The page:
UPDATE: Canadian police step up security at places of worship, after 49 killed in NZ mosque attacks

New Zealand police

As condolences pour in for the 49 people killed and 48 injured in a mass shooting during Friday prayers at two mosques in ChristChurch, New Zealand, many mosques are considering extra security in light of the latest hate crime.

Police in many cities across Canada are stepping up patrols around places of worship, and speaking with local Muslim communities about their security concerns.  

In Halifax, Imam Abdallah Yousri of the Umma Mosque said he is looking at improving security.

Gunman livestreamed violence

New Zealand police have asked social media users not to share the shocking video the shooter livestreamed during the terror attack. Facebook says it has taken down a 17-minute video, YouTube and Twitter also removed it from their sites.

The gunman involved in at least one of the shootings left a 74-page manifesto, identifying himself as a 28-year-old Australian and white nationalist, who was avenging attacks in Europe perpetrated by Muslims.

One man was arrested and charged with murder in what appeared to be a carefully planned racist attack. Police also found two improvised explosive devices inside a car

New Zealand National Police Commissioner Mike Bush says the suspects were not known to law enforcement before the attack.

There are unconfirmed reports that the shooter was influenced by Alexandre Bissonnette, the Laval University student convicted of killing six people at a mosque in Quebec City in January 2017. A now-deleted Twitter account that is believed to be linked to the accused shooter shows what appears to be three assault-rifle magazines, one of which has Bissonnette's name on it. The head of the Quebec City Islamic Cultural Centre says there is a feeling of "indescribable pain" in his community.

Lawyers for released a statement today on behalf of Alexandre Bissonnette, stating the convicted killer is "not looking for his acts to be imitated or to serve as a model for others".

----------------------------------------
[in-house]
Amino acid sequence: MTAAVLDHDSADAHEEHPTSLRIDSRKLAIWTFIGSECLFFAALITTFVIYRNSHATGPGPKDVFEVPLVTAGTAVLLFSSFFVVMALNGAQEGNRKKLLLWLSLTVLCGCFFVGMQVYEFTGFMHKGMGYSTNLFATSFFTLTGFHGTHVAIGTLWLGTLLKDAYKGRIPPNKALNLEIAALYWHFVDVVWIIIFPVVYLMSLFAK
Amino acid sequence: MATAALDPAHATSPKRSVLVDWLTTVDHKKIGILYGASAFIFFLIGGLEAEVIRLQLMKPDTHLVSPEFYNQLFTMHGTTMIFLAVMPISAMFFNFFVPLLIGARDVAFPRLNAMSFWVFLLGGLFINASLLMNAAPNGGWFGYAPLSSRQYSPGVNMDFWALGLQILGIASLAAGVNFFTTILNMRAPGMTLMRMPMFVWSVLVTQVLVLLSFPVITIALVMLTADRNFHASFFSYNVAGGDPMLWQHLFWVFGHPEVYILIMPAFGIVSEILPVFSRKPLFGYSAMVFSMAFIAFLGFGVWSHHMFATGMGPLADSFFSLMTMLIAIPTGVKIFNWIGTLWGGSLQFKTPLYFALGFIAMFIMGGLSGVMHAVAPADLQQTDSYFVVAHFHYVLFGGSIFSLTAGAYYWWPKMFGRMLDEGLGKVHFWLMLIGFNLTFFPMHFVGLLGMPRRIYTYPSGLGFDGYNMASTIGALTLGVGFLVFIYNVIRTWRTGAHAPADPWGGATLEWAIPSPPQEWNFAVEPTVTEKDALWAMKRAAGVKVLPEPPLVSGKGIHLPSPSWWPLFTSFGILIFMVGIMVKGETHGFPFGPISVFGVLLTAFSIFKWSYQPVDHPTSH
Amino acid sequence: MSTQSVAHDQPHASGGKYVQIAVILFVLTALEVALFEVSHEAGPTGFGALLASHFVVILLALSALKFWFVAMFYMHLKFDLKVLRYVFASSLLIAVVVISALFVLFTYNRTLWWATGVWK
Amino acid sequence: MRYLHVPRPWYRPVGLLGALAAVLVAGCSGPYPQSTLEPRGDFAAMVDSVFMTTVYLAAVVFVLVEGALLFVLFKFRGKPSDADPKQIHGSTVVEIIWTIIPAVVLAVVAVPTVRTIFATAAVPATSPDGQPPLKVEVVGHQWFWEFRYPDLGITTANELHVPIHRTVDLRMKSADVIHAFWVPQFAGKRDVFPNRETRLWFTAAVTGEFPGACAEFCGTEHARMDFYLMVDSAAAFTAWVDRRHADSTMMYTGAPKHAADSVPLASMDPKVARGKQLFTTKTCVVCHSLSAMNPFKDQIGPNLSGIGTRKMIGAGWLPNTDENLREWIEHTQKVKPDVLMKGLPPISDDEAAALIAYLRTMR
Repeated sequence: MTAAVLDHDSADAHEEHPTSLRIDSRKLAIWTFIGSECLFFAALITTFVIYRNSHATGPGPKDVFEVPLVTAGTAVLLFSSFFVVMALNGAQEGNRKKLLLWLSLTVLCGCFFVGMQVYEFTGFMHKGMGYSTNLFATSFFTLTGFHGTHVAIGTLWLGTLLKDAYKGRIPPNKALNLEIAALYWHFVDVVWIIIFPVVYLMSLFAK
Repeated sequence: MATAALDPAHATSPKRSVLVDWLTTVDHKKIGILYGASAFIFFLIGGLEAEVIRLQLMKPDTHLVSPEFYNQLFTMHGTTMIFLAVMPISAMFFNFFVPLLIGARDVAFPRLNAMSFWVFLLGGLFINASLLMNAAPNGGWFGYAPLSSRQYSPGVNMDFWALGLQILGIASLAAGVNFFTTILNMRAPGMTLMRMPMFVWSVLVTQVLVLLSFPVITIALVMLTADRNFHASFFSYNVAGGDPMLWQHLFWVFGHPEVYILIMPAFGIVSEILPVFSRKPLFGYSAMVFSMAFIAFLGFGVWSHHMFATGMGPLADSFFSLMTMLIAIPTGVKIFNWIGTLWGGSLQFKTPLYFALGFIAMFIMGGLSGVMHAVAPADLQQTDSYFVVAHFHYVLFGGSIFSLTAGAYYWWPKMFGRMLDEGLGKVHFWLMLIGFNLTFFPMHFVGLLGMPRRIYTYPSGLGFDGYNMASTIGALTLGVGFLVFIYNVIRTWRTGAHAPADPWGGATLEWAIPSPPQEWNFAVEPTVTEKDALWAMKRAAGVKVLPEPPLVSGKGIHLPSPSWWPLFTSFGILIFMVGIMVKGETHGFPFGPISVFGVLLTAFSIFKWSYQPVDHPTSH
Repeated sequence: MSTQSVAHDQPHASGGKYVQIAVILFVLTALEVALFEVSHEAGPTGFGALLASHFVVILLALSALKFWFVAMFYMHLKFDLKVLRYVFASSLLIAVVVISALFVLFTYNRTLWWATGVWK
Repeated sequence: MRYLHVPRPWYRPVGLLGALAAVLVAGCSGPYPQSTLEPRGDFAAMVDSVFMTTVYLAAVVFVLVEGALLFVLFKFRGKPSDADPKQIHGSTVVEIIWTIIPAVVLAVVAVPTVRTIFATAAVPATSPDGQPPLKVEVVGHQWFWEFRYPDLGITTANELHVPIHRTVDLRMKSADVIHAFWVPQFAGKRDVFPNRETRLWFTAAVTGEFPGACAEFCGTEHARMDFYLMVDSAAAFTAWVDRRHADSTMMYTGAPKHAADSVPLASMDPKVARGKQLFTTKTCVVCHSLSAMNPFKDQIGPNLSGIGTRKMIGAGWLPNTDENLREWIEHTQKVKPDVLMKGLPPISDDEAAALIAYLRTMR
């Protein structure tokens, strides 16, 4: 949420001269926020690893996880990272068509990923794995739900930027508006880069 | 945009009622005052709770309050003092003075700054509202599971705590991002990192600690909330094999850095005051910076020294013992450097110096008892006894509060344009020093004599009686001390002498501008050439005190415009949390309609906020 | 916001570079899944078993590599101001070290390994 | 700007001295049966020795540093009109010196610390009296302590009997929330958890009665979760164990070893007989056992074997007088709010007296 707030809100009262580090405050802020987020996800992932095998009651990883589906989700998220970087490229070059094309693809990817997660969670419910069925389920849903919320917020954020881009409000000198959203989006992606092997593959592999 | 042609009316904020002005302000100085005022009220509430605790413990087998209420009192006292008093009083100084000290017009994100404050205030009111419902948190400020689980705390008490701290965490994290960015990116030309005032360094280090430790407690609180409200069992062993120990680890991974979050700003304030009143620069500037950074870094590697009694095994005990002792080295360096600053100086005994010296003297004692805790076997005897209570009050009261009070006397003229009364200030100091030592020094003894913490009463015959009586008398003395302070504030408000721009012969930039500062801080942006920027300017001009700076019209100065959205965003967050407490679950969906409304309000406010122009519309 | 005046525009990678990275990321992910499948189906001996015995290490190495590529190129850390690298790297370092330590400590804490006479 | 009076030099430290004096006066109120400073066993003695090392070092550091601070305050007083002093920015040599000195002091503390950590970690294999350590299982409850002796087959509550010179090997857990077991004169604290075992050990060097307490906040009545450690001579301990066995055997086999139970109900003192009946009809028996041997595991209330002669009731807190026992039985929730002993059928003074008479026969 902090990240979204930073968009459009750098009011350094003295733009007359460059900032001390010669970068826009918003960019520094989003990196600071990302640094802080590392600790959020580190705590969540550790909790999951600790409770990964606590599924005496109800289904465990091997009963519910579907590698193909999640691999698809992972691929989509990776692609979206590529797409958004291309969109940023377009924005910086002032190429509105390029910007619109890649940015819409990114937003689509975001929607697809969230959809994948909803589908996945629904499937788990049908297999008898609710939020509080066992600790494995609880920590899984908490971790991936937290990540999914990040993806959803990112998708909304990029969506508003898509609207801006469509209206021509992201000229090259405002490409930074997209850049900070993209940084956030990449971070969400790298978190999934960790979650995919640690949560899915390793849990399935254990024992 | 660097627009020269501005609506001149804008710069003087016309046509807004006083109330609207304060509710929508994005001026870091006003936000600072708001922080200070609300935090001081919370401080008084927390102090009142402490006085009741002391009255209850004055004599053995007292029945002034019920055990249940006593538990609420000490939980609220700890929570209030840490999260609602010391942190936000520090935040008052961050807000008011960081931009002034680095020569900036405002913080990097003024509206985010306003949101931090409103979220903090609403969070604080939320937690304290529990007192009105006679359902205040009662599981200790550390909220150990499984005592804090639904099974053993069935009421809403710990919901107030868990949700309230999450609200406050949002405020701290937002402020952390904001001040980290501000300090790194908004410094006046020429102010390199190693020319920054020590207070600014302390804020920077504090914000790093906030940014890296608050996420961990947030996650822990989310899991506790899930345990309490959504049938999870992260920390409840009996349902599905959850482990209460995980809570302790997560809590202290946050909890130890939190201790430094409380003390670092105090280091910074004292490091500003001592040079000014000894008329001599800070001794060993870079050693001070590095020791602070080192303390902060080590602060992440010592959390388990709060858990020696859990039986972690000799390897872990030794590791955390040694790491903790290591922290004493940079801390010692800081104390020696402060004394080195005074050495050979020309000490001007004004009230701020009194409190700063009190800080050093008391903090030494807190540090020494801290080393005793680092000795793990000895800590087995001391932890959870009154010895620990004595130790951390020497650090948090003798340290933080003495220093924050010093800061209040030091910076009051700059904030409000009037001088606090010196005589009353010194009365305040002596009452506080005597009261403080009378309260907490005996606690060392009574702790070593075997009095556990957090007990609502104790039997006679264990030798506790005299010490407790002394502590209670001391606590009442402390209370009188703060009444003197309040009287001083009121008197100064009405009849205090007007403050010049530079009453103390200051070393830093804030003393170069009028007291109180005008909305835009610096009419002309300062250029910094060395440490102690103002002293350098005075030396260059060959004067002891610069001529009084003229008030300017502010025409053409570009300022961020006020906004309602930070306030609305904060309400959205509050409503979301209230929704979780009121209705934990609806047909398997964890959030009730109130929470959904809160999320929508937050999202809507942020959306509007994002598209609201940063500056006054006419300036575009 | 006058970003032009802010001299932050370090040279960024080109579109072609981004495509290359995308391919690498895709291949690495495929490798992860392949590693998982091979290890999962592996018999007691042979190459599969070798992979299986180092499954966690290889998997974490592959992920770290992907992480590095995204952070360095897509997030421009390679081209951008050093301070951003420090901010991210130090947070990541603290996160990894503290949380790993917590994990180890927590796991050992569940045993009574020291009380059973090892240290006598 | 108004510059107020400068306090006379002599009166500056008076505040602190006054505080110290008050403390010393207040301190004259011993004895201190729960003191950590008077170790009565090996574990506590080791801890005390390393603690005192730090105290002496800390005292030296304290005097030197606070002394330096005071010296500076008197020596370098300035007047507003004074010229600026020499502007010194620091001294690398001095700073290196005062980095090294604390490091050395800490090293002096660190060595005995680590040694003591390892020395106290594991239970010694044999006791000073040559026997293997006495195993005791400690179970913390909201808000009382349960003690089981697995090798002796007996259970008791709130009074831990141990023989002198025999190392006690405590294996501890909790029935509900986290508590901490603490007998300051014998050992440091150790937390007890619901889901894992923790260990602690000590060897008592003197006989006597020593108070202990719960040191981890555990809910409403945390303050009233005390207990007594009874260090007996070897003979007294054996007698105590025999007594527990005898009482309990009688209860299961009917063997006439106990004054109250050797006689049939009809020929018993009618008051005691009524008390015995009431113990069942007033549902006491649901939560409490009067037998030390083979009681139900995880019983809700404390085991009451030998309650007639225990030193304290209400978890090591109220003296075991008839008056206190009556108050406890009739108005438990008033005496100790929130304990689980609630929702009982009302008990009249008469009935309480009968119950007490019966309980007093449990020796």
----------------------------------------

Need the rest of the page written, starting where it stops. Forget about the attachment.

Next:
Queen Elizabeth, Pope Francis and a long list of world leaders are sending condolences to the people of New Zealand.

Prime Minister Justin Trudeau condemns the act -- saying attacking people during prayers is "absolutely appalling."

Trudeau says Canada condemns the attacks, and will continue to work with its close partner and friend to take action against violent extremism.

The Canadian flag will be flown at half-mast from sunrise to sunset today at Victoria City Hall.

Victoria Mayor Lisa Helps issued this statement: “I condemn the violence perpetrated in two Christchurch mosques and request that the community take a moment of silence today to mourn with the victims and their families. The City of Victoria stands in solidarity with our Muslim community against racism, Islamophobia and discrimination, and for diversity, inclusion and love.”

CFAX-1070 has reached out to Masjid Al-Iman, the local mosque located on Quadra Street. 

New Zealand's Prime Minister Jacinda Ardern called "one of New Zealand's darkest days."

Prime minister Ardern has raised the national threat level from low to high.

The attack shocked people across the nation of 5-million, a country that has relatively lax gun laws.


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